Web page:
Ubuntu Version 10.04 LTS (Lucid Lynx) has been ticking over normally for the past few months, receiving the available updates, and exhibiting no extant problems. During this hiatus of trouble-free operation I took the opportunity to look at a number of subsequent releases of the software, namely Version 11.04 (Natty Narwhal) and the current release, Version 11.10 (Oneiric Ocelot).
While this was largely due to my curiosity with all things new in Ubuntu, it was also precipitated by my acquisition of a netbook computer. The Acer Aspire One 522 has a 10.1-inch screen with a native resolution of 1280×720. Even with the relatively high screen resolution for such a small unit, I thought that the display might benefit from the supposedly netbook-friendly Unity desktop that is a feature of recent versions of Ubuntu. I was also curious to see if any of the previously-identified shortcomings with Unity (Dis-Unity?; May 17, 2011; https://linuxnorth.wordpress.com/2011/05/17/dis-unity/) had been resolved.
Natty installed with no difficulties, but then things went south in a hurry. The system showed my wireless router connection as being available but, as soon as I tried to connect, the whole machine hung up. No mouse movement, no keyboard control, nothing. In fact, the only means to bring the netbook back to life was to hold the power key down and force a cold reboot.
A little experimentation confirmed that wireless access was a problem. The netbook saw the Internet just fine when using a wired connection, but a system crash was guaranteed as soon as any attempt was made to access the wireless network.
Realizing that this was beyond my level of expertise, I resorted to my usual Google search for assistance. This identified lots of other users with similar hang-ups, and an indication that the problem was related to the specific hardware in the Aspire 522, namely a Broadcom 802.11n Network Adapter (wireless), and an Atheros AR8152/8158 PCI-E Fast Ethernet Controller (NDIS 6.20) providing the wired connectivity.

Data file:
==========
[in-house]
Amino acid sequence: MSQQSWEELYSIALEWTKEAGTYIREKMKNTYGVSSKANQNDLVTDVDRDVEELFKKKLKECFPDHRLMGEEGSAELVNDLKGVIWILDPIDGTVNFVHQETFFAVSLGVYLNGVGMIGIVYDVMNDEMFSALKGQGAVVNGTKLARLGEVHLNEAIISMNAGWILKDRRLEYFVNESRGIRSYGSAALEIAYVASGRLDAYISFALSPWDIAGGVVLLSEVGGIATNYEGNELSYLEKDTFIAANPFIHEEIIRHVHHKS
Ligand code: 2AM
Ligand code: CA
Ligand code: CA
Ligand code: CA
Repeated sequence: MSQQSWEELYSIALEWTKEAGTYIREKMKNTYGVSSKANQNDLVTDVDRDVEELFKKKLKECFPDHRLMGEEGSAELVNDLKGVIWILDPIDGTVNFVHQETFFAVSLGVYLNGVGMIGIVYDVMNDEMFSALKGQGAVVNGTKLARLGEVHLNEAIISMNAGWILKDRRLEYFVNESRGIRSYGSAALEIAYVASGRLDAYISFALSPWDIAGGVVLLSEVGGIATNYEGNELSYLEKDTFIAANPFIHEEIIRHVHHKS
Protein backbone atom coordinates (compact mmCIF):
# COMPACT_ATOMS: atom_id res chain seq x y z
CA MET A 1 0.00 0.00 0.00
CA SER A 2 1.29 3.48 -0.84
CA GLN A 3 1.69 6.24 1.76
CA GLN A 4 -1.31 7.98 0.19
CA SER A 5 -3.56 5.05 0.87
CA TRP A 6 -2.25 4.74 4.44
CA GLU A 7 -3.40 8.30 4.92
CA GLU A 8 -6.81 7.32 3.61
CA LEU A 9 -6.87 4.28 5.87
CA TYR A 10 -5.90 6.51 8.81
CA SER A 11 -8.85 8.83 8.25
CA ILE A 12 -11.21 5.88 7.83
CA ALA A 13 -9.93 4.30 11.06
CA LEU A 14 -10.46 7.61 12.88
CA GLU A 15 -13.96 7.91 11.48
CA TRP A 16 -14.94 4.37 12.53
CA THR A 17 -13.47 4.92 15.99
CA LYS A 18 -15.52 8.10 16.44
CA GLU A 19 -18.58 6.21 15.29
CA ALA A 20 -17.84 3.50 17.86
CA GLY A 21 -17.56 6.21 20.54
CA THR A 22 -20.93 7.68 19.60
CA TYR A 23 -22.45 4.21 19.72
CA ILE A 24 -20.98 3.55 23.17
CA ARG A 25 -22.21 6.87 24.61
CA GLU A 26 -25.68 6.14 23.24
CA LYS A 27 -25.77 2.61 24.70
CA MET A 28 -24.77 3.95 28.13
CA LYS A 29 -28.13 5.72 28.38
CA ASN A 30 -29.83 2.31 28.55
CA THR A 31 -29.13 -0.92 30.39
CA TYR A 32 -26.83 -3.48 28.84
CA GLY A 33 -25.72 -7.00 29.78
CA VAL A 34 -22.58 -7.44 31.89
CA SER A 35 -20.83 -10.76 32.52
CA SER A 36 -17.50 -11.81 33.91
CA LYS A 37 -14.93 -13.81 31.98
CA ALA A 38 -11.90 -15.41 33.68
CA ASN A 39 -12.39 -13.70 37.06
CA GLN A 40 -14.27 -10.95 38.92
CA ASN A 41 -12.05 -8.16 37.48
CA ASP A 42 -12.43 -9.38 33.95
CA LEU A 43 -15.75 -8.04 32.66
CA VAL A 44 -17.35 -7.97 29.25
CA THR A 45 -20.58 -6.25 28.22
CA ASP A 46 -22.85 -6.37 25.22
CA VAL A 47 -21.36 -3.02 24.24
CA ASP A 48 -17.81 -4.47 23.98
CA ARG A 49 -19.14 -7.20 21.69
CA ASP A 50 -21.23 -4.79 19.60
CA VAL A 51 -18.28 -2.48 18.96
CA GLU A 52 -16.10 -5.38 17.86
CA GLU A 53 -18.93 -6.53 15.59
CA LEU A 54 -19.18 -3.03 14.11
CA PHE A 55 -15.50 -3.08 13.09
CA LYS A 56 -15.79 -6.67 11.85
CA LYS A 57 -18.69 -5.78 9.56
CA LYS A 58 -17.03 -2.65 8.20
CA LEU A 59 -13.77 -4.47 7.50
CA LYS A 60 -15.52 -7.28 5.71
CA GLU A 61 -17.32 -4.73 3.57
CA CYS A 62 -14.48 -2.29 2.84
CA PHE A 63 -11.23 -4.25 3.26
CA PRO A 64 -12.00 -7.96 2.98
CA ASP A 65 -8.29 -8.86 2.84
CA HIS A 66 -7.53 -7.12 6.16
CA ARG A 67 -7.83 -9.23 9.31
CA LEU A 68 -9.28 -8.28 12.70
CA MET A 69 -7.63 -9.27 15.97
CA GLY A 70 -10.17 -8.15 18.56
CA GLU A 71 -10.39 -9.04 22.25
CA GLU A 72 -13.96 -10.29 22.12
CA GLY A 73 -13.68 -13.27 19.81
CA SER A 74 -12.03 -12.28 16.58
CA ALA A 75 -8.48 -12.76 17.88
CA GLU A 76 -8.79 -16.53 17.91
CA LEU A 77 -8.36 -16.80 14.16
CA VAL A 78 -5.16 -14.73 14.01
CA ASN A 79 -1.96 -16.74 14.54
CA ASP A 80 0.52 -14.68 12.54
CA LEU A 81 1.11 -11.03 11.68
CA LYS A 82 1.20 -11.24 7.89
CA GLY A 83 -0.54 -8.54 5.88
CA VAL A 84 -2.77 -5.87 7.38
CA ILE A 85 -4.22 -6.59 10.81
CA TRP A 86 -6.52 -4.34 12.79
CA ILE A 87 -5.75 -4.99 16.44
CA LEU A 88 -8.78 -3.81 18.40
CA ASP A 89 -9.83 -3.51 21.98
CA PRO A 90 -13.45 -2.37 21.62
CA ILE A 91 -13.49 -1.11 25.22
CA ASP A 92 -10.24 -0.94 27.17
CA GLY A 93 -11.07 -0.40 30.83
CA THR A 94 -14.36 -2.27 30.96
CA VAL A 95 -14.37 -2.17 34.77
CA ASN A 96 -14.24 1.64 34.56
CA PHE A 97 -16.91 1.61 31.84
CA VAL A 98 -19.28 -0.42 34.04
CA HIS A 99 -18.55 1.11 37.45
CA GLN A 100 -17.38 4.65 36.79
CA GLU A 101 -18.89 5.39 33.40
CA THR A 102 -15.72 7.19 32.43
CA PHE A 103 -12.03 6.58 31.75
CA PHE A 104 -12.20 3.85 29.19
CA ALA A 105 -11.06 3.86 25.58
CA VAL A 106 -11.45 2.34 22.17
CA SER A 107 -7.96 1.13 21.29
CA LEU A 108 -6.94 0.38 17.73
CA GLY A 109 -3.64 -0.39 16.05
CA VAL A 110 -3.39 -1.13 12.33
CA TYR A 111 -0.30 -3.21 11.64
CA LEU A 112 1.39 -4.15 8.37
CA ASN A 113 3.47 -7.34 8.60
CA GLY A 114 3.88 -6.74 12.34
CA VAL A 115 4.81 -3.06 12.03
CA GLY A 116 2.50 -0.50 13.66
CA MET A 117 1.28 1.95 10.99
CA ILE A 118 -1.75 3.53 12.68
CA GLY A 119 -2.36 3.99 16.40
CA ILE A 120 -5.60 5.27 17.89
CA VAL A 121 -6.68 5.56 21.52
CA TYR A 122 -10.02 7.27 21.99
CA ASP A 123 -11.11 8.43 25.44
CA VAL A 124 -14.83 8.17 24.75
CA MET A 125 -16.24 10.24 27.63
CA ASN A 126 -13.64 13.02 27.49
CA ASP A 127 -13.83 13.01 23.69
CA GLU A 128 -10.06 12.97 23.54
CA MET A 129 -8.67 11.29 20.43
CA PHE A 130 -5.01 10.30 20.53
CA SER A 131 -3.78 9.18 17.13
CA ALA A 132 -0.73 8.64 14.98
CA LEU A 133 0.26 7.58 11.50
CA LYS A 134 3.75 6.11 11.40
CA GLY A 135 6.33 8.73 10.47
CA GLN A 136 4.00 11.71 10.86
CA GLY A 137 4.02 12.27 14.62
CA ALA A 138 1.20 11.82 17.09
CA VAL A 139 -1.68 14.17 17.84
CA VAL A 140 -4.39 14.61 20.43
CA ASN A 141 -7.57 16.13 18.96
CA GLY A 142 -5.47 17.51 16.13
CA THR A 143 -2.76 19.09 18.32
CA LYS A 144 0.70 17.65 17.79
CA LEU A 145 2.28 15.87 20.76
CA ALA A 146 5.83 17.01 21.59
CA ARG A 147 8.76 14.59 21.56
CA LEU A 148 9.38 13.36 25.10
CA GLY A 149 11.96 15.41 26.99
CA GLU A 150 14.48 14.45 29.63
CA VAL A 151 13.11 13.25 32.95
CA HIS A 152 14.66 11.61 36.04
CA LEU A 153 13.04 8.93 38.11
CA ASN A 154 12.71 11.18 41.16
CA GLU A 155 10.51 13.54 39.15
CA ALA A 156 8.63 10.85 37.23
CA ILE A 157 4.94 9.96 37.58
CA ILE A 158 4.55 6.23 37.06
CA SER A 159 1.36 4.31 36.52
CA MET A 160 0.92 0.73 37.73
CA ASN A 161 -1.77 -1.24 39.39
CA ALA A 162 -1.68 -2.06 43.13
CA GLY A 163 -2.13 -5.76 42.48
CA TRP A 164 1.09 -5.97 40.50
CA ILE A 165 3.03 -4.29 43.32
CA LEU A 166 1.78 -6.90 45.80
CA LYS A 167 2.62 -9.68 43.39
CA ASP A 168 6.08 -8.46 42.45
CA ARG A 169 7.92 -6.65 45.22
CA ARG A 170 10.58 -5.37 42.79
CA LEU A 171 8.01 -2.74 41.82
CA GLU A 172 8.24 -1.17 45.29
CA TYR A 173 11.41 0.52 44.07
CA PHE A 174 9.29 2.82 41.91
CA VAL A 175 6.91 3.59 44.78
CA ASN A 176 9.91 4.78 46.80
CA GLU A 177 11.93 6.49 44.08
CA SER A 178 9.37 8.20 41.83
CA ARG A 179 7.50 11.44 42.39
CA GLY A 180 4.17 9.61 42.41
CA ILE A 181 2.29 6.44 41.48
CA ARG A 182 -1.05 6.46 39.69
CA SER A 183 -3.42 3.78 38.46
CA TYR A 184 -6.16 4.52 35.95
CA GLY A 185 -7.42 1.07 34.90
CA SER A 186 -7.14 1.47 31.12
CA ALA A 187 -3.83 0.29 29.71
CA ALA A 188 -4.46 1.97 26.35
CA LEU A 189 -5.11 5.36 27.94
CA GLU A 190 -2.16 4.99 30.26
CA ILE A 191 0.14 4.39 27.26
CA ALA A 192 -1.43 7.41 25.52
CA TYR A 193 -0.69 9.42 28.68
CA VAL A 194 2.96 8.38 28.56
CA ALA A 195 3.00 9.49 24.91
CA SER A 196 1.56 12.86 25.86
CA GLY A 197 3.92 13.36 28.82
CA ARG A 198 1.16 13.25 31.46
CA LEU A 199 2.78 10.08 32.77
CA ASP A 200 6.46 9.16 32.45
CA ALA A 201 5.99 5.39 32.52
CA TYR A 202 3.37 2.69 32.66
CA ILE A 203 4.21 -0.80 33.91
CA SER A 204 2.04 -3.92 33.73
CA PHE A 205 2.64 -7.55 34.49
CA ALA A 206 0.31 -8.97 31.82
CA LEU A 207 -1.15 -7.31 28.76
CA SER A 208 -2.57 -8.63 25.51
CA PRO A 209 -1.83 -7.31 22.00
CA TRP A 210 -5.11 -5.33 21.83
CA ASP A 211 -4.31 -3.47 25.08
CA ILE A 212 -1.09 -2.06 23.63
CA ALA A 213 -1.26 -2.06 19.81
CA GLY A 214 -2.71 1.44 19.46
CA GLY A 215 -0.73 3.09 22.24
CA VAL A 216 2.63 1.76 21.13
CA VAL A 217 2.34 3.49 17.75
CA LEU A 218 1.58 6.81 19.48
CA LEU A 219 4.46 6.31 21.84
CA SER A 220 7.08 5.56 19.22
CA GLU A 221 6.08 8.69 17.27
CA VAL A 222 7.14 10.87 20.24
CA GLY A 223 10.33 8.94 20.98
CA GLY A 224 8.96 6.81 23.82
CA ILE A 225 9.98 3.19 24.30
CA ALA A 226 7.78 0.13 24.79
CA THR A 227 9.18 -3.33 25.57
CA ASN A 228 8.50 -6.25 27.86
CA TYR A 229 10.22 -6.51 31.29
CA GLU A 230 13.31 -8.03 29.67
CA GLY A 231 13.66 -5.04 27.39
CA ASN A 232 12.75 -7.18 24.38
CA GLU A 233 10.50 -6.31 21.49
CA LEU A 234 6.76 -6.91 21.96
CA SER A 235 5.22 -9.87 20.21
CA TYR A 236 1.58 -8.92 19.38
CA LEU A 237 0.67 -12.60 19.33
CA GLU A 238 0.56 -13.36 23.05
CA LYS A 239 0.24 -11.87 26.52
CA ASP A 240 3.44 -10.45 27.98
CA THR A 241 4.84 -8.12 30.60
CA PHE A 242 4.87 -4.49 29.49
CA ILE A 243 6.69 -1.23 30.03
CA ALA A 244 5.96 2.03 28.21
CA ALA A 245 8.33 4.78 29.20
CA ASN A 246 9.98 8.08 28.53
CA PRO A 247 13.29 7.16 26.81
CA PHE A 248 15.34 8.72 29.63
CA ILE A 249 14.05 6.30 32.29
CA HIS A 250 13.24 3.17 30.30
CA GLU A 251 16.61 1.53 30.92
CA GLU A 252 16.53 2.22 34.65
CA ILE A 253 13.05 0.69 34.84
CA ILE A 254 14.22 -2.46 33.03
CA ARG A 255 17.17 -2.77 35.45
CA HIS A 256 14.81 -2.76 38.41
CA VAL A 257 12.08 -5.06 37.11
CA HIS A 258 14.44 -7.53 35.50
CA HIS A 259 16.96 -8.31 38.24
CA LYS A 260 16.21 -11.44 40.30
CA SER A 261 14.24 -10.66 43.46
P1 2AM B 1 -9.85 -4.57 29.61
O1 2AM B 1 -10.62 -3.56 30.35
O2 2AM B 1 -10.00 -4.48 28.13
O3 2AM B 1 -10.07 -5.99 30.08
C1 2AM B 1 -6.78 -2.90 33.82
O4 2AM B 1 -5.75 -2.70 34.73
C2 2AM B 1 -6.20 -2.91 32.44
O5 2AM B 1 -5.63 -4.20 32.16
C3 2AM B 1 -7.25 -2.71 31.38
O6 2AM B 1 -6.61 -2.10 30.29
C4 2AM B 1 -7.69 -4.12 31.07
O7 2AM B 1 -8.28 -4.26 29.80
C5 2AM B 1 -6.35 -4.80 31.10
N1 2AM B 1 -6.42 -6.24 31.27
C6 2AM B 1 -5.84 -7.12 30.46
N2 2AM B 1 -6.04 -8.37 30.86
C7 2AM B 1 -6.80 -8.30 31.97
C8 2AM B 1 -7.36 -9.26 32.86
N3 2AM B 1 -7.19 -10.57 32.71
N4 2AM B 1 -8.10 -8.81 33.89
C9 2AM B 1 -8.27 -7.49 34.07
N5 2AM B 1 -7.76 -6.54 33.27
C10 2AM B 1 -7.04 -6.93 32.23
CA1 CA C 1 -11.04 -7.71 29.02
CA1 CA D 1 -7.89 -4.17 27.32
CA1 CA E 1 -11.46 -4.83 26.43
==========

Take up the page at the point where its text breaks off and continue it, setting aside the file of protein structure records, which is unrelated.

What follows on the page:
Even more interesting was one of the potential solutions offered.
The user “letmeknow” on Ubuntu Forums indicated that “You can… boot Win7 before and do a reboot to Linux…” While this solution (amazingly) does work, it clearly isn’t a desired method of solving a Linux problem! So, on to letmeknow’s second method..
The second solution involves a two-step process:
(1) Edit the file /etc/modprobe.d/blacklist.conf (using sudo gedit /etc/modprobe.d/blacklist.conf) and add the line:
(2) Open Terminal and issue the command:
sudo update-initramfs -u
Related messaging on the forum suggests that the atl1c driver supports the Atheros L1C gigabit ethernet adapter. Blacklisting the driver disables the Ethernet controller and hence access to any wired connections. This is the case and, while the wireless connection can now be established, the wired Internet connection is unavailable.
This is of course a reversible process. If the blacklisted driver is restored (by removing or commenting out the blacklist command), and the machine is rebooted, the reverse connectivity will be in place. The wired connection will now once again be active, but accessing the wireless network will cause a system crash.
The recent release of Ubuntu Version 11.10 has done nothing to change the problem with wireless connectivity for the Aspire 522. The new operating system still crashes when access the wireless network, unless the above-noted Ethernet driver is blacklisted.
Fortunately, the wireless connection is my method of choice in normal usage, and the wired connection isn’t needed. So, thanks “letmeknow”, I am once again connected and, this time – on a higher plane – of knowledge!
Acer Aspire One 522 – Smiles and Frowns
Ubuntu 11.04 (Natty Narwhal)
Ubuntu 11.10 (Oneiric Ocelot)